244336 Effect of a Novel Intervention on Caloric and Menu Board Literacy Among Low-Income Preadolescent Schoolchildren

Monday, October 31, 2011

Olajide Williams, MD MS , The Neurological Institute, Division of Stroke, Columbia University College of Physicians and Surgeons, New York, NY
Vanessa Sawyer, MS RD , Neurology, Harlem Hospital, New York, NY
Alexandra DeSorbo, MPH , Department of Neurology, Columbia University Medical Center, New York, NY
Background: Hip Hop H.E.A.L.S (Healthy Eating And Living in Schools) is a school-based, interactive multimedia intervention incorporating hip-hop music, cartoons, and video games. HEALS teaches caloric and menu board literacy and promotes smarter food choices with the aid of calorie postings at the point-of-purchase. Methods: We enrolled 202 low-income schoolchildren aged 8-11 years into two day, one hour per-day HEALS sessions using a pretest/posttest intervention design. Baseline, immediate posttest and 6-month posttest were administered to children. We assessed calorie and menu board-literacy with a 6-item, multiple-choice questionnaire. Test items include four knowledge-based and two behavioral skill questions, modeled after the validated CATCH Health Behavior Questionnaire and After-School Student Questionnaire. Results: Overall, caloric and menu board literacy improved significantly across all domains. Prior to the intervention (BT), 31% of children knew what calories are compared to 91% immediately following the program (IT), and 48% 6 months later (DT). Regarding knowledge of daily caloric requirements 22% BT, 70% IT, 57% DT. Menu board literacy also improved in two domains: identification of calorie dense items (52% BT, 88% IT, 75% DT); identification of low-calorie items (67% BT, 87% IT, 81% DT). Understanding of caloric balance also improved (51% BT, 73% IT, 64% DT). All p-values were significant across BT, IT and DT (p<.05). Conclusion: Our findings suggest that HEALS significantly improves caloric and menu board literacy among low-income schoolchildren. Larger randomized studies are needed to confirm our findings and determine whether such knowledge and skills can lead to improved food-purchasing behavior.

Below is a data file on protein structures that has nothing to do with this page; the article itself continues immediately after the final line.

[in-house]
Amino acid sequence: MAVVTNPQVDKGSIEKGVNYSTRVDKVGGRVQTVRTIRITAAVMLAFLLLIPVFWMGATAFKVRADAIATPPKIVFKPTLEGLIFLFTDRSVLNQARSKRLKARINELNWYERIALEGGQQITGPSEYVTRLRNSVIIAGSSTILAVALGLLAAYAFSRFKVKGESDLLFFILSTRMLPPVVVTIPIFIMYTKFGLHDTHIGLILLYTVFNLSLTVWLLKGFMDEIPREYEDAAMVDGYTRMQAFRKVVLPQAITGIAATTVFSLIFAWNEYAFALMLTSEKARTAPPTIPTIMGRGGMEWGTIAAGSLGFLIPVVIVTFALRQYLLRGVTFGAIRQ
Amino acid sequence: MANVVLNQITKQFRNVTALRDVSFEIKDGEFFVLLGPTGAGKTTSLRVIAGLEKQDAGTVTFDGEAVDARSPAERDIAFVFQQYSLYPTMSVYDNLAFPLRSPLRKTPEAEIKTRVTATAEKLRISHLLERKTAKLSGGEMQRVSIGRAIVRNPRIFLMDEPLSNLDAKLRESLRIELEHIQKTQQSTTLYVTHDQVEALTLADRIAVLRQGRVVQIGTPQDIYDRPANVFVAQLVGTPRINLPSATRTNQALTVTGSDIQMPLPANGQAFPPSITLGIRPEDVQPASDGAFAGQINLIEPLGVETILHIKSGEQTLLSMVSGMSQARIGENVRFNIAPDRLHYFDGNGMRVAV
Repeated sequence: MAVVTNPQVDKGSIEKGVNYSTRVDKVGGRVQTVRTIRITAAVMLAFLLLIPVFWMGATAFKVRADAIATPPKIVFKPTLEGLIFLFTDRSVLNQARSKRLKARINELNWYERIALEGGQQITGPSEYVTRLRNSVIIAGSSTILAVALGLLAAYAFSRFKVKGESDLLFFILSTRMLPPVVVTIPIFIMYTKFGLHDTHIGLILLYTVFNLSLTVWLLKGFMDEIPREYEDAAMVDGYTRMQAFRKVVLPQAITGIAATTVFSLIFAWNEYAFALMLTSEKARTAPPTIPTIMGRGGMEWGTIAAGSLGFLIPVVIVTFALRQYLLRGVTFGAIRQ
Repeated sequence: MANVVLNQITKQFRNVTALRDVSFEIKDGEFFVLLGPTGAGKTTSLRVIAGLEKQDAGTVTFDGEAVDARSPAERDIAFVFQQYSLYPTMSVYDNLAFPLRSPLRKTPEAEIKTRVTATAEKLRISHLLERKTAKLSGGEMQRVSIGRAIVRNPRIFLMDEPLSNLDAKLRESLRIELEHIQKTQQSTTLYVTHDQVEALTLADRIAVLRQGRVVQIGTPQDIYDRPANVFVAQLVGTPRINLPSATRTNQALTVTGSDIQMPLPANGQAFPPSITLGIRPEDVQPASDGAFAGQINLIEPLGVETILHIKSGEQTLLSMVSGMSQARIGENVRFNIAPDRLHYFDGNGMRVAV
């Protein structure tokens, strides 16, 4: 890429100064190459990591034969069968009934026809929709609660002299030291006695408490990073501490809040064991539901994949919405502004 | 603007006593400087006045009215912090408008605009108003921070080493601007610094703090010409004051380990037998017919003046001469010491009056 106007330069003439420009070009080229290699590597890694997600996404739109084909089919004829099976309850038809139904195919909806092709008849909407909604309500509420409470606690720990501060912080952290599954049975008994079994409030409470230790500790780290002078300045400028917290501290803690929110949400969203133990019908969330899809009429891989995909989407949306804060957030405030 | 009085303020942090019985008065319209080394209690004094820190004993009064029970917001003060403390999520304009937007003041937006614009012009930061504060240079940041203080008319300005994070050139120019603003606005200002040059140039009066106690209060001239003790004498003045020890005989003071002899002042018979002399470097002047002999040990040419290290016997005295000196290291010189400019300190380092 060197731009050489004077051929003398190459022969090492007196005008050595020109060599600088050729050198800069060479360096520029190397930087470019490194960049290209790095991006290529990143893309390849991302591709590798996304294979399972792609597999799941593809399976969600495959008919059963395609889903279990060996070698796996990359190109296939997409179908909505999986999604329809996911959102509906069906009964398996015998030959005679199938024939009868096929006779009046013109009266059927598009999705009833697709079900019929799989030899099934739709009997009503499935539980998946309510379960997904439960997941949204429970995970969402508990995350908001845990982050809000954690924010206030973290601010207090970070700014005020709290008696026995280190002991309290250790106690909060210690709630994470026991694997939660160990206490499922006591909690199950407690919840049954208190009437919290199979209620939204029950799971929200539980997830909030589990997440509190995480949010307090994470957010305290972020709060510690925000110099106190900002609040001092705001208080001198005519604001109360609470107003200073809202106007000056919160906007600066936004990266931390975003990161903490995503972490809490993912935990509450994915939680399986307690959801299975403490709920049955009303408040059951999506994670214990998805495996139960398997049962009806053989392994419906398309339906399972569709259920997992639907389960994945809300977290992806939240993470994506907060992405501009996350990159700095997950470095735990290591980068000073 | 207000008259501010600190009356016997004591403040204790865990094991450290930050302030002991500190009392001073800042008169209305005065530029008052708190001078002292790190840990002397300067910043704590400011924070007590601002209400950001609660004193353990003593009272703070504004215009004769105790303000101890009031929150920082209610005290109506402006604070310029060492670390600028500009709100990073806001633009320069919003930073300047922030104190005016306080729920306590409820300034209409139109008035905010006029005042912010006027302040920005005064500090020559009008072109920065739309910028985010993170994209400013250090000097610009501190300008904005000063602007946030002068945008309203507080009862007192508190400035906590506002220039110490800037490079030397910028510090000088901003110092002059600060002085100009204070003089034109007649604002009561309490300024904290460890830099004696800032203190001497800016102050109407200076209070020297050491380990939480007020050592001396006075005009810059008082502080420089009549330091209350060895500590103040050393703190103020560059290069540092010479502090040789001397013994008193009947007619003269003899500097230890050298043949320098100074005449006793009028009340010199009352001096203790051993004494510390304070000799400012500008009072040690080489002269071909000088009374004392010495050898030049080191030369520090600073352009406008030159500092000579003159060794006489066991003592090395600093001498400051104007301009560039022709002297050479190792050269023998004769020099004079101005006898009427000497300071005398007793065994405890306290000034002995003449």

Learning Areas:
Chronic disease management and prevention
Conduct evaluation related to programs, research, and other areas of practice
Implementation of health education strategies, interventions and programs
Public health or related education
Public health or related research

Learning Objectives:
1. To assess the effectiveness of the Hip Hop HEALS (Healthy Eating And Living in Schools) program to improve caloric and menu board literacy among low-income schoolchildren.

Keywords: Nutrition, Child Health Promotion

Presenting author's disclosure statement:

Qualified on the content I am responsible for because: I assisted with the development, research study design, data analysis, and write-up.
Any relevant financial relationships? No

I agree to comply with the American Public Health Association Conflict of Interest and Commercial Support Guidelines, and to disclose to the participants any off-label or experimental uses of a commercial product or service discussed in my presentation.